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FNA | Family List | FNA Vol. 19, 20 and 21 | Asteraceae | Cynara

1b. Cynara cardunculus Linnaeus subsp. flavescens Wiklund, Bot. J. Linn. Soc. 109: 120, fig. 15A–D, F–J. 1992.

Leaves armed with spines 1–3 cm. Middle phyllaries acute to short-acuminate at apex with point 10–21 mm and spine tip 2–5(–6) mm, distal margins with prominent yellowish margins 0.5–1+ mm.

Flowering spring–summer (Apr–Jul). Disturbed areas in grasslands, coastal scrub, chaparral, riparian habitats, fallow fields, roadsides; 0–500 m; introduced; Calif.; w Mediterranean region, Macaronesia.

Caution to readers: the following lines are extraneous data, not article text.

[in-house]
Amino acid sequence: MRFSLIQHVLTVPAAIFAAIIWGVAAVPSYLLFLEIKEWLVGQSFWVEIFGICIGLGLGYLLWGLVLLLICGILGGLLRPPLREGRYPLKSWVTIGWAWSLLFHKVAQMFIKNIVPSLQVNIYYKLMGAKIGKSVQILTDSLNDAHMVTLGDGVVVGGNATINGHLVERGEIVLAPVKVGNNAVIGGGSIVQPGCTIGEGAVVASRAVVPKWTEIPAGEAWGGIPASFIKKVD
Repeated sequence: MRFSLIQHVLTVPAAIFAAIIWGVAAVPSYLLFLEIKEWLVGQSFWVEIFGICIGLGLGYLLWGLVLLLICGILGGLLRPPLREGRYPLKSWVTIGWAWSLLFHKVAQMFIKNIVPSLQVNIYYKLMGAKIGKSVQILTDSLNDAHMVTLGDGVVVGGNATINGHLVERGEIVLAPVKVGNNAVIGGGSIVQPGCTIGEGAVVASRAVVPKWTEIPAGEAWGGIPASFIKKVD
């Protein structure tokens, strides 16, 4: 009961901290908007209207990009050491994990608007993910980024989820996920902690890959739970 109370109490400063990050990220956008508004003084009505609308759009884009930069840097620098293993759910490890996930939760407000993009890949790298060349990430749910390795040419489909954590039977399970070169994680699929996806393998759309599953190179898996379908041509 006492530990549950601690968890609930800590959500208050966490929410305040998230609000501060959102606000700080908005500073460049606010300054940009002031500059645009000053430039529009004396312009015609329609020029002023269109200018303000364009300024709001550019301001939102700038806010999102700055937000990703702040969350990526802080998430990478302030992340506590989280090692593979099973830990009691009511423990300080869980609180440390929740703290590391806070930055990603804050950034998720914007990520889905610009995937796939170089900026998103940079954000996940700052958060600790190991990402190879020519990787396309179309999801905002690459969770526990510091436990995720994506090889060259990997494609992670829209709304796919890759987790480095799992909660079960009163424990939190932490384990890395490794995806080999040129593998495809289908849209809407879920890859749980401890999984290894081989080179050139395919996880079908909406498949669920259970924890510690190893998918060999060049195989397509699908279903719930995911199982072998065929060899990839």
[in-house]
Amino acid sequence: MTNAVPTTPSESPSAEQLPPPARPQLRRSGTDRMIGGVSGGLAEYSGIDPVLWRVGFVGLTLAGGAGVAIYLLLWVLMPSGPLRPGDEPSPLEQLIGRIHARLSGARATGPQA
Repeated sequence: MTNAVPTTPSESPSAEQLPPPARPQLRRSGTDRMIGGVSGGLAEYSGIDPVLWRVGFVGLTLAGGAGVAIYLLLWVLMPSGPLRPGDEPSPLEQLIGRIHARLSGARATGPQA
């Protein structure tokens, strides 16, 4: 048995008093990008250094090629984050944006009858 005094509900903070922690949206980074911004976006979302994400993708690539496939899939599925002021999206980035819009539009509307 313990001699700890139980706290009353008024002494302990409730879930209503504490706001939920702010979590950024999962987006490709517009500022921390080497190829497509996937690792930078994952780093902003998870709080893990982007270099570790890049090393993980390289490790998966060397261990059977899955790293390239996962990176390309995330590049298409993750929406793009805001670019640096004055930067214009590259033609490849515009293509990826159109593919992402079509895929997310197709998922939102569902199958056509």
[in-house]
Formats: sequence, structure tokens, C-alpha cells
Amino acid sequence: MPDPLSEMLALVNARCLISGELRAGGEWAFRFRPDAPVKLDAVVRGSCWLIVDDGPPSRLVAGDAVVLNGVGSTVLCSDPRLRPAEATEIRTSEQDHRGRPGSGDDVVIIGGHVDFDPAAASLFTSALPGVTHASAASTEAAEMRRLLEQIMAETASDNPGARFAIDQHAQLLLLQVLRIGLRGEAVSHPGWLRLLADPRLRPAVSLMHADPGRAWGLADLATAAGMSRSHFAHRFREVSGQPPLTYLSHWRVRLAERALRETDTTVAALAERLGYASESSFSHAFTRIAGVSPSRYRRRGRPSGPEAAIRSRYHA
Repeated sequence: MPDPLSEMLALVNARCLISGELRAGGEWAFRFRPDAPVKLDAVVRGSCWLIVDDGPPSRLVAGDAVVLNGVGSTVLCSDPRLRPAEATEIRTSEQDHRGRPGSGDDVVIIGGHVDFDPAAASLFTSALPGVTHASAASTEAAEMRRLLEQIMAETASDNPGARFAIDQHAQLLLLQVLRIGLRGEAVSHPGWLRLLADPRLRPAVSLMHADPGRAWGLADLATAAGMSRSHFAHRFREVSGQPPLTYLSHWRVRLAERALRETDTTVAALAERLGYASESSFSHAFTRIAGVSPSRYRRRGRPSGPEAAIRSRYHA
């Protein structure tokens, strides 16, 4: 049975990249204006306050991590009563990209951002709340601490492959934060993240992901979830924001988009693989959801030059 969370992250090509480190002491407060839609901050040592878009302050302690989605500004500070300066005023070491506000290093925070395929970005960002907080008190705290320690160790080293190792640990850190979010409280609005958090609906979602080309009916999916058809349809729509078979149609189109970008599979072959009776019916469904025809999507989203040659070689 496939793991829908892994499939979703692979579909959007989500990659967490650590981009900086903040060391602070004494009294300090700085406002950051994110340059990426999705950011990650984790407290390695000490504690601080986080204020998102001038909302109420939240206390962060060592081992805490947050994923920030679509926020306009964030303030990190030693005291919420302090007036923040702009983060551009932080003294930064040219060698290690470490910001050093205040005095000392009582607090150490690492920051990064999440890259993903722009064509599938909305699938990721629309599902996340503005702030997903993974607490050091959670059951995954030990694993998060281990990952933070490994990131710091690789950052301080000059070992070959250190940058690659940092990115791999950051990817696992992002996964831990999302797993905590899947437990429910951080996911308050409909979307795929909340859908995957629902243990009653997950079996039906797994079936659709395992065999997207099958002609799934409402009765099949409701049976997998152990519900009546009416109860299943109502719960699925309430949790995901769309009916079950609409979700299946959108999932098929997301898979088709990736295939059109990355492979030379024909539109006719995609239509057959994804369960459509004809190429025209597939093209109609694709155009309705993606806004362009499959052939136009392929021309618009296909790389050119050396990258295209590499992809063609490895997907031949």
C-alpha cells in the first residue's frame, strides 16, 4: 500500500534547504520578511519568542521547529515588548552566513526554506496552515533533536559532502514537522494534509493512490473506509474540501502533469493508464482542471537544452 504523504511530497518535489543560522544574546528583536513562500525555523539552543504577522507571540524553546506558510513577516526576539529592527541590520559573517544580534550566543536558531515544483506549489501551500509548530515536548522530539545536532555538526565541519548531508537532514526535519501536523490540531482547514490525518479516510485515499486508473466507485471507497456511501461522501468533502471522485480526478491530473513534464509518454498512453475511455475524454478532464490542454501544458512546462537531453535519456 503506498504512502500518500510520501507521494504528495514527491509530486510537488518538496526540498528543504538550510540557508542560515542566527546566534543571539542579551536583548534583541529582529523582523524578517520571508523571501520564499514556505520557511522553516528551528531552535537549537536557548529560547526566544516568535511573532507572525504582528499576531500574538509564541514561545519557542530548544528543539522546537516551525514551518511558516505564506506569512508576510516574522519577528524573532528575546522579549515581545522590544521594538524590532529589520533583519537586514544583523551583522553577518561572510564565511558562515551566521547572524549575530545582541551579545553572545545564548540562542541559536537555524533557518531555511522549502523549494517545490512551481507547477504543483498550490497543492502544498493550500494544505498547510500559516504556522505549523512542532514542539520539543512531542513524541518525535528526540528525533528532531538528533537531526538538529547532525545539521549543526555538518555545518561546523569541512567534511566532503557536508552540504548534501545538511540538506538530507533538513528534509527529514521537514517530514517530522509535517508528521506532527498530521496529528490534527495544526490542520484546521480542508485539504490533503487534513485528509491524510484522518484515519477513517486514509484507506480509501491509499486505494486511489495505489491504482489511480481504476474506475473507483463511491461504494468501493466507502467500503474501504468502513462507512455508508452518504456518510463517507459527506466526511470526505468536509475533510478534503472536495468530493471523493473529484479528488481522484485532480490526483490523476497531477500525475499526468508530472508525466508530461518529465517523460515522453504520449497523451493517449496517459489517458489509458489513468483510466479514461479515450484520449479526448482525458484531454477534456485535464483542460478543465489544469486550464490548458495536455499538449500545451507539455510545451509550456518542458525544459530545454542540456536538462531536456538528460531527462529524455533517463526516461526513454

Artichoke thistle is a noxious weed that tends to spread aggressively in overgrazed range lands and may invade undisturbed natural vegetation as well. Dense infestations form pure stands, sometimes several hec-tares in extent. The long, needlelike spines deter herbivores and the large rosettes suppress the growth of other plants. Vigorous root sprouts can develop from fragments of the deep taproots left in the soil by cultivation or mechanical clearing.


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